It's cold and rainy at 8 a.m. on a recent Saturday. The northeast corner of the campus at Hiram Johnson High School is empty. The quiet is broken as Jaime Escalante unlocks a campus gate. Escalante, whose success teaching calculus to underachieving Latino students at Garfield High in Los Angeles became famous through the 1988 movie "Stand and Deliver," parks his car between rows of classrooms and opens his room for voluntary tutoring. At 8:10, a student arrives munching a submarine sandwich.
CALIFORNIA | LOCAL
April 9, 2010 | By Elaine Woo
Dignitaries and former students of Jaime Escalante, the celebrated math teacher whose success teaching calculus brought distinction to Garfield High School, are expected to participate in a large public memorial next week. The farewell will begin with a wake starting at 2 p.m. April 16 in Escalante's former classroom at Garfield in East Los Angeles. "We are reconstituting his old classroom" so it will appear as it was during Escalante's tenure in the 1980s, actor Edward James Olmos, who portrayed the acclaimed teacher in the 1988 movie "Stand and Deliver" and is organizing the memorial with Escalante's family, said in an interview Thursday.
OPINION
April 4, 2010 | By Jay Mathews
Anyone who has seen the film "Stand and Deliver," the story of East Los Angeles math teacher Jaime Escalante -- who died Tuesday of cancer at age 79 -- will remember the character Ana Delgado. She was the Escalante student whose father made her work at his restaurant. In the movie, the teacher goes there one night and persuades the father to put a desk in the back so she can do her homework. The film started a movement to open Advanced Placement courses to all students and sparked national discussions, still going on, about what makes a good teacher.
CALIFORNIA | LOCAL
April 3, 2010 | Sandy Banks
High expectations . That's been the shorthand explanation for the accomplishments of Garfield High math teacher Jaime Escalante, whose death on Tuesday prompted tributes from Washington, D.C., to East Los Angeles. Escalante was lionized in the 1987 movie "Stand and Deliver" for turning barrio kids into calculus whizzes by stressing hard work and high standards. But could it really be as simple as that? I went to Escalante's former students to find out what his legacy tells us. :: Anthony Garcia wasn't one of Jaime Escalante's calculus stars.
OPINION
April 2, 2010
Escalante's lessons Re "Jaime Escalante 1930-2010: Maverick fought for academic equity," Obituary, March 31 I was saddened to read of the passing of famed teacher Jaime Escalante. He reminded us of universal truths about education: An excellent teacher can make a huge difference in a child's life; poor children, like children everywhere, are capable of high achievement; even the best teachers need the involvement of the student and the support of the family; student achievement is affected by "administrative turnover and cultural differences."
CALIFORNIA | LOCAL
April 1, 2010
Garfield High will pay tribute to prominent former math teacher Jaime Escalante on Thursday at the East L.A. campus with a gathering of the school's ROTC, leadership students, band and drill team, administrators, staff and current and former students. The memorial service for Escalante, who died Tuesday at age 79, is planned from 7 to 7:20 a.m. at 5101 E. 6th St.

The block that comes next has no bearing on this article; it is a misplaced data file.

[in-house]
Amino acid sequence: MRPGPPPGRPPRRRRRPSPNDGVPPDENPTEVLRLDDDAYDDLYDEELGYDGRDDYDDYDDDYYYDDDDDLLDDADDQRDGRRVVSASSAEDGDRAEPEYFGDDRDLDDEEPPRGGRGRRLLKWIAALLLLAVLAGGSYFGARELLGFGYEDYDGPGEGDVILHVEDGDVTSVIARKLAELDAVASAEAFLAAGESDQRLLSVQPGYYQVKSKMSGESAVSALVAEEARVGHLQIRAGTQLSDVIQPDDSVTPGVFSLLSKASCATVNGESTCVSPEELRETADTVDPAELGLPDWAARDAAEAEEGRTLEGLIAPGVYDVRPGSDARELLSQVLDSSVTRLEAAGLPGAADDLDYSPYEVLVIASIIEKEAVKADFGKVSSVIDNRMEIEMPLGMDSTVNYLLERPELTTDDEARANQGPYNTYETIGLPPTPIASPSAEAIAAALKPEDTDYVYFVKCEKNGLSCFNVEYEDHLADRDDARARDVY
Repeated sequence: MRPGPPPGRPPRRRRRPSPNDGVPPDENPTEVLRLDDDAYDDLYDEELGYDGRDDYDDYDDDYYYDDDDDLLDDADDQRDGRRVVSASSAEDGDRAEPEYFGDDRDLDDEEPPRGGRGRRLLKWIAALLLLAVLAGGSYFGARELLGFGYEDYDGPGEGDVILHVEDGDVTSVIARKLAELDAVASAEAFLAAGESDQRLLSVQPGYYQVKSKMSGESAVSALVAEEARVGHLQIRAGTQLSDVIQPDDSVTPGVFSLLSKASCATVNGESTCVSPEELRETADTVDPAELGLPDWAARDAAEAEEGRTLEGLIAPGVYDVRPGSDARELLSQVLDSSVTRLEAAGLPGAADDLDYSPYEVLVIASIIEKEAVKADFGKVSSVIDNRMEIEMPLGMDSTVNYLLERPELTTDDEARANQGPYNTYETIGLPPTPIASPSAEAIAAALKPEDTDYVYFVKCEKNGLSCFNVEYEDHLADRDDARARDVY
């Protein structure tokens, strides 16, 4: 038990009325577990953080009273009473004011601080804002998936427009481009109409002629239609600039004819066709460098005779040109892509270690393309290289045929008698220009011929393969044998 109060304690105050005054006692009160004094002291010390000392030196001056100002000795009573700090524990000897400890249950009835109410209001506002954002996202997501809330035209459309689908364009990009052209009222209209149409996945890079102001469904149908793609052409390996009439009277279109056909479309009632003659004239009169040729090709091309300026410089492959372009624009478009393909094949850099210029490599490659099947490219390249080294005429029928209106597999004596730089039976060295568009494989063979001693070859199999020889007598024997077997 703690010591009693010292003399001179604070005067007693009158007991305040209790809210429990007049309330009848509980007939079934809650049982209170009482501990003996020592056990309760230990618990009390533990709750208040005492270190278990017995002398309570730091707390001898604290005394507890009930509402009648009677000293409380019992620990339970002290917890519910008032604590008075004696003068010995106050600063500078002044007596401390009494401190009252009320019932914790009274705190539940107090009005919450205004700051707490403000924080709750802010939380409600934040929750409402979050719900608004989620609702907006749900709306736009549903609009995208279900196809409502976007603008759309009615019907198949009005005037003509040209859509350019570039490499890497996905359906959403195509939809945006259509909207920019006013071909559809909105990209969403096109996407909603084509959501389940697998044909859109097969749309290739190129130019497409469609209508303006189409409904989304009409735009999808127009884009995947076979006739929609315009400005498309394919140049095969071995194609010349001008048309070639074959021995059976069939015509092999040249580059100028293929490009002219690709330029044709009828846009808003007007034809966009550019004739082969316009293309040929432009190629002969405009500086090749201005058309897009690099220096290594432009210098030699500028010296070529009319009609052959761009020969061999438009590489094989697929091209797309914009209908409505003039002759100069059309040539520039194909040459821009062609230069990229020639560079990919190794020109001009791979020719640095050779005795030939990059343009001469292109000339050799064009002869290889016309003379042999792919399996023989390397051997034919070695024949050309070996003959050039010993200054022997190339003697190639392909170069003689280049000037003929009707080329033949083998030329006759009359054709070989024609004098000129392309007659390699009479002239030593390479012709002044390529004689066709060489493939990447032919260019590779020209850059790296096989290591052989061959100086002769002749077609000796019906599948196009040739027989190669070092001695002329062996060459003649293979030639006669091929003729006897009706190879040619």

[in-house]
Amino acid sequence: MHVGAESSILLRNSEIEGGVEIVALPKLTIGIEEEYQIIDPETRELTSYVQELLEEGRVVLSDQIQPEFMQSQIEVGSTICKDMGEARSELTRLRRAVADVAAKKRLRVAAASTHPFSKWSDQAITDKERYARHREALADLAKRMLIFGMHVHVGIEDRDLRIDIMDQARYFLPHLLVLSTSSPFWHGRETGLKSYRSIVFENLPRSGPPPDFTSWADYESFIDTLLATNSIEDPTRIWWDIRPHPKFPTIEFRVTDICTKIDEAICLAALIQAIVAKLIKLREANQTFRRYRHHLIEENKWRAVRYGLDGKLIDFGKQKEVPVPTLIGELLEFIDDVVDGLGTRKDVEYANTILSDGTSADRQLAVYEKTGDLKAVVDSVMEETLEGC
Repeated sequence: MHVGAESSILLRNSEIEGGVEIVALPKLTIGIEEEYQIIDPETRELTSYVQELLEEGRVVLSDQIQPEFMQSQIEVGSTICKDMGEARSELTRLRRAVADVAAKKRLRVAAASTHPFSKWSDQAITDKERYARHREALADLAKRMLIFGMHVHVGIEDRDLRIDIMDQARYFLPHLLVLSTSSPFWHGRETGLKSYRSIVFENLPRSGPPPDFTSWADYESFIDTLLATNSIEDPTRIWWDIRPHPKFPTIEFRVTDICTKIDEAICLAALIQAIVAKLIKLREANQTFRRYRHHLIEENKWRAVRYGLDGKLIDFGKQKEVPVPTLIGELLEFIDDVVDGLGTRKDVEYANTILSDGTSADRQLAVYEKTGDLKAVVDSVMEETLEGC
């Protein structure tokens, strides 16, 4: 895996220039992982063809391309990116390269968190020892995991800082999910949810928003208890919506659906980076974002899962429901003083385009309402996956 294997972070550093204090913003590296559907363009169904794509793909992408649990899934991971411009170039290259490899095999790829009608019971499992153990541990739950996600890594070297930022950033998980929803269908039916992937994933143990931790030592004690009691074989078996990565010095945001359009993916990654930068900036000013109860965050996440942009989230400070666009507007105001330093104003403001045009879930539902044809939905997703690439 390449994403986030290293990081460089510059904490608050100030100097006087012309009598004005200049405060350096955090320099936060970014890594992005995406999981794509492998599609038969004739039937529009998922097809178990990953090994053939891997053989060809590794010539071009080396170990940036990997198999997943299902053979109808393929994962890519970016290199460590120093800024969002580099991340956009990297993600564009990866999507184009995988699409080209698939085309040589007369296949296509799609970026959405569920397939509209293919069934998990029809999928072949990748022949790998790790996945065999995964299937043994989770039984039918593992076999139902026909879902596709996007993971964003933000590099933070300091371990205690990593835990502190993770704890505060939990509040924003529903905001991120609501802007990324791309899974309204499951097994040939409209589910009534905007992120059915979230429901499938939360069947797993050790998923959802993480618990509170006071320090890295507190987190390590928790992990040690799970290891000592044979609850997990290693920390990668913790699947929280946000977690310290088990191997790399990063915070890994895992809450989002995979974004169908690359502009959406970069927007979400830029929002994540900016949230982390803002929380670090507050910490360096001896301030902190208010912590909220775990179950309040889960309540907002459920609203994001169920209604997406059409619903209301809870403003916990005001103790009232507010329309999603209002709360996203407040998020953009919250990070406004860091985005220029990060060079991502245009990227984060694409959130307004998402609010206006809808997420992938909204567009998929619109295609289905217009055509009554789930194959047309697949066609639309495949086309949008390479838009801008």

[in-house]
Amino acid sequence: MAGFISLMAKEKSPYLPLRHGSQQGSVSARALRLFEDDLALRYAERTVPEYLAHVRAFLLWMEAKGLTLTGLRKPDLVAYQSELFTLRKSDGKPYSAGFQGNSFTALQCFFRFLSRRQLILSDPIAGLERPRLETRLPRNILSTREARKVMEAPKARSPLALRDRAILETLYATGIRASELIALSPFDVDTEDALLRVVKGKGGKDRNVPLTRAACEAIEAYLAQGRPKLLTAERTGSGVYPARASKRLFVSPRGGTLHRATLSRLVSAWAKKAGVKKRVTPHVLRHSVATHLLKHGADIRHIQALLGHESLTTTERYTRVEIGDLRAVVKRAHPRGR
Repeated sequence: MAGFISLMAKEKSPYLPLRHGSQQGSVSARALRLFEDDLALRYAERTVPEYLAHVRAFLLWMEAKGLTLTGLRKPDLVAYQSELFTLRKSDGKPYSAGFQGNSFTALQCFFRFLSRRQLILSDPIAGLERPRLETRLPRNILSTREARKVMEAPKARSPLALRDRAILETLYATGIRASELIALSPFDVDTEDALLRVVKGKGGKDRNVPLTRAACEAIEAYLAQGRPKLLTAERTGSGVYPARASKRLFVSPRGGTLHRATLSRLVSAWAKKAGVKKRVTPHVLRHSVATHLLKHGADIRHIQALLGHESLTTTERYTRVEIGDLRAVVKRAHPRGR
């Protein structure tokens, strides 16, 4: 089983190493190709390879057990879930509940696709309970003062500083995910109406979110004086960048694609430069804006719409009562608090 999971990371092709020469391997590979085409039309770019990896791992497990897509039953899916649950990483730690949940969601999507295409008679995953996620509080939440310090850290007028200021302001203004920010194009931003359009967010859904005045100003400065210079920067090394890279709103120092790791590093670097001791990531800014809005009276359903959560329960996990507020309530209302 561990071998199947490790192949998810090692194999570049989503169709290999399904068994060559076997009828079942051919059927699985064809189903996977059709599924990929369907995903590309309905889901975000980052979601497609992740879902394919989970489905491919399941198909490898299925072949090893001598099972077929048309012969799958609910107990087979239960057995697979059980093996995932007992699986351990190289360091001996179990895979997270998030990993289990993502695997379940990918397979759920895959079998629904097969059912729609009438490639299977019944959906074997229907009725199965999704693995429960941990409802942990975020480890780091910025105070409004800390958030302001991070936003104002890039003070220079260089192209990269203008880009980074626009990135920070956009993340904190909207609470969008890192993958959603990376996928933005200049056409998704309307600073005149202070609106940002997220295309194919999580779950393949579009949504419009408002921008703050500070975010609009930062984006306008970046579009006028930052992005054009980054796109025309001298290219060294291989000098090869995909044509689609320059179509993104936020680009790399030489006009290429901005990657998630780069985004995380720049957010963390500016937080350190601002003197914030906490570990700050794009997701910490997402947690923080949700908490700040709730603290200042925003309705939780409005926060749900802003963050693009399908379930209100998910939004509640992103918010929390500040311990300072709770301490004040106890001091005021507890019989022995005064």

CALIFORNIA | LOCAL
March 31, 2010 | By Elaine Woo
Jaime Escalante, the charismatic former East Los Angeles high school teacher who taught the nation that inner-city students could master subjects as demanding as calculus, died Tuesday. He was 79. The subject of the 1988 film "Stand and Deliver," Escalante died at his son's home in Roseville, Calif., said actor Edward James Olmos, who portrayed the teacher in the film. Escalante had bladder cancer. "Jaime didn't just teach math. Like all great teachers, he changed lives," Olmos said earlier this month when he organized an appeal for funds to help pay Escalante's mounting medical bills.
CALIFORNIA | LOCAL
June 19, 1991 | ELAINE WOO, TIMES STAFF WRITER
Despite the protesters bearing signs demanding that "Jaime Must Stay!" Garfield High School's most famous teacher prepared to say goodby to the East Los Angeles campus Tuesday--but not without delivering a few parting shots at colleagues who have opposed him.
OPINION
March 13, 2010
Life lessons Re "From sickbed, Garfield legend is still delivering," March 7 Bravo for following the story of former Garfield High School teacher Jaime Escalante, the legendary Advanced Placement calculus instructor introduced to Americans in the film "Stand And Deliver," which chronicled his work in the classroom. Hats off to the wonderful inspiration he gave all of us, and may his life remain an example for us in years to come. Maybe one of his former students could come forth to fund a scholarship or plaque at Garfield.
CALIFORNIA | LOCAL
March 7, 2010 | By Esmeralda Bermudez
There was a time in East Los Angeles when el maestro's el maestro's gruff voice bounced off his classroom walls. He roamed the aisles, he juggled oranges, he dressed in costumes, he punched the air; he called you names, he called your mom, he kicked you out, he lured you in; he danced, he boxed, he screamed, he whispered. He would do anything to get your attention. " Ganas ," he would say. "That's all you need. The desire to learn." Nearly three decades later, Jaime Escalante finds himself far from Garfield High School in East Los Angeles, the place that made him internationally famous for turning a generation of low-income students into calculus whizzes.
Los Angeles Times Articles
|